Then it awaits encrypted commands from the C2. It supports 20 of them. These are:
- Launch interactive cmd.exe shell. Before launch cmd.exe is copied to the temp folder with a different name
- Spawn new process
- Spawn new process (console)
- Get existing disk drives and their type. This function also works in the background, checking for new drives
- Create (upload) new file. If a file exists, append data to it
- Get directory list
- Kill arbitrary process
- Delete file
- Read file
- Set sleep time (in milliseconds)
- Shutdown network and exit
- Kill interactive shell
- Terminate file-reading operation
- No operation
- Open proxied connection to provided host. Up to 50 simultaneous connections are supported.
- Send data to proxied connection
- Close all proxy connections
- Close requested proxy connection
“The malware itself is not very sophisticated and has functionality similar to many other remote shells,” researchers noted. “But it still somehow stands out, with a relatively large number of implemented commands and extra capabilities like monitoring for inserted disk drives and the ability to act as a proxy.”
Link to IronHusky
During Kaspersky’s analysis of the MysterySnail RAT, they linked the campaign with the IronHusky group APT activity thanks to the reuse of C2 infrastructure used in other attacks, dating back to 2012.
They also discovered other campaigns from this year that used earlier variants of the malware, which also helped tie it to the China-based APT known as IronHusky.
“We were able to find direct code and functionality overlap with the malware attributed to the IronHusky actor,” researchers said. “We were also able to discover the re-use of C2 addresses used in attacks by the Chinese-speaking APT as far back as 2012. This discovery links IronHusky to some of the older known activities.”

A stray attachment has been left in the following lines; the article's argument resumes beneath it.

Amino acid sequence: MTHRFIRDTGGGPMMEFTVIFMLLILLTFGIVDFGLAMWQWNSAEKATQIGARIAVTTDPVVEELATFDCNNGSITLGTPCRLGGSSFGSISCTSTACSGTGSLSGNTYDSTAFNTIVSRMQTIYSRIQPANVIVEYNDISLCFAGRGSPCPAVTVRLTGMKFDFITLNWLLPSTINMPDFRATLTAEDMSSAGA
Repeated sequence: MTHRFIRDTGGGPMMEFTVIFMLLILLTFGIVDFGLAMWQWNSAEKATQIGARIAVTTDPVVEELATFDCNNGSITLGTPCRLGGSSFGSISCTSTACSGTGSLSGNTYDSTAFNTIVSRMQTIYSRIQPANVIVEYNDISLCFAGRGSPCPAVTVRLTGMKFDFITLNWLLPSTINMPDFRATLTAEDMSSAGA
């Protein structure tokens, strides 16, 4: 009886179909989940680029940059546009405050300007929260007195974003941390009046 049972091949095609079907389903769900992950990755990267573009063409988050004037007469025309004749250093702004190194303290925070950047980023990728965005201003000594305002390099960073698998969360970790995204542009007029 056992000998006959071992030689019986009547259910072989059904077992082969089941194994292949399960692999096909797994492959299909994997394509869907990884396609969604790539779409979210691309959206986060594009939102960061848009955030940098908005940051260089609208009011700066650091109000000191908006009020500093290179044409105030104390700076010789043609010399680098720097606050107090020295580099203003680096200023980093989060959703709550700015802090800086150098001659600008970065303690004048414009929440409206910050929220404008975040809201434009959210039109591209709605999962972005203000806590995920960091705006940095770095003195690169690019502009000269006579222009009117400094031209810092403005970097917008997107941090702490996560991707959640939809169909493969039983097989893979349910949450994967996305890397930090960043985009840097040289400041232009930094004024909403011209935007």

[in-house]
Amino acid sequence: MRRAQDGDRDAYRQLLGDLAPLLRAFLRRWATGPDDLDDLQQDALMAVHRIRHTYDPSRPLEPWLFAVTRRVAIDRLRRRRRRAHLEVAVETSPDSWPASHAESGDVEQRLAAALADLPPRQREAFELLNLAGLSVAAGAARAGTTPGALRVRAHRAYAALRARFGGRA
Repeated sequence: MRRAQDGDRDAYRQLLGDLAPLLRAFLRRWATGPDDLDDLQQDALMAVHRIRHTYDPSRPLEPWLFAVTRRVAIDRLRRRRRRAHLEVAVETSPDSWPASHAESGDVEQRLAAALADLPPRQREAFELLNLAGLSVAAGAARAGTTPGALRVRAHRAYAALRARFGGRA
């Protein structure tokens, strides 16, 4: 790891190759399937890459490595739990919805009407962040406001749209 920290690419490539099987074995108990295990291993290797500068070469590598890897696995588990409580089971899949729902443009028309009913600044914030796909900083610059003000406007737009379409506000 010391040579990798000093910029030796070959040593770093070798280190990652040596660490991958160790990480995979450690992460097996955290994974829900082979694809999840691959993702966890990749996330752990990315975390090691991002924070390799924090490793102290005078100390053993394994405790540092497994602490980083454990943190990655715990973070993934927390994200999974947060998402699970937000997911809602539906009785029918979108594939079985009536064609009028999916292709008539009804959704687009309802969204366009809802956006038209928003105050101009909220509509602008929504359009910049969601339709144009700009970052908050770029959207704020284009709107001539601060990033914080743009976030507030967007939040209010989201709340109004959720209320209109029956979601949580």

IronHusky was first detected in summer 2017, and it has a history of using exploits to deliver RATs to targets. In 2017, for instance, Kaspersky discovered the group exploiting CVE-2017-11882 to spread the common PlugX and PoisonIvy RATs.
“It is very focused on tracking the geopolitical agenda of targets in central Asia with a special focus in Mongolia, which seems to be an unusual target,” the firm noted in its report on the activity. “This actor crafts campaigns for upcoming events of interest. In this case, they prepared and launched one right before a meeting with the International Monetary Fund and the Mongolian government at the end of January 2018. At the same time, they stopped their previous operations targeting Russian military contractors, which speaks volumes about the group’s limitations.”
The latest attacks have been targeted but extensive. Kaspersky researchers found variants of MysterySnail used in widespread espionage campaigns against IT companies, military and defense contractors, and diplomatic entities, according to the writeup.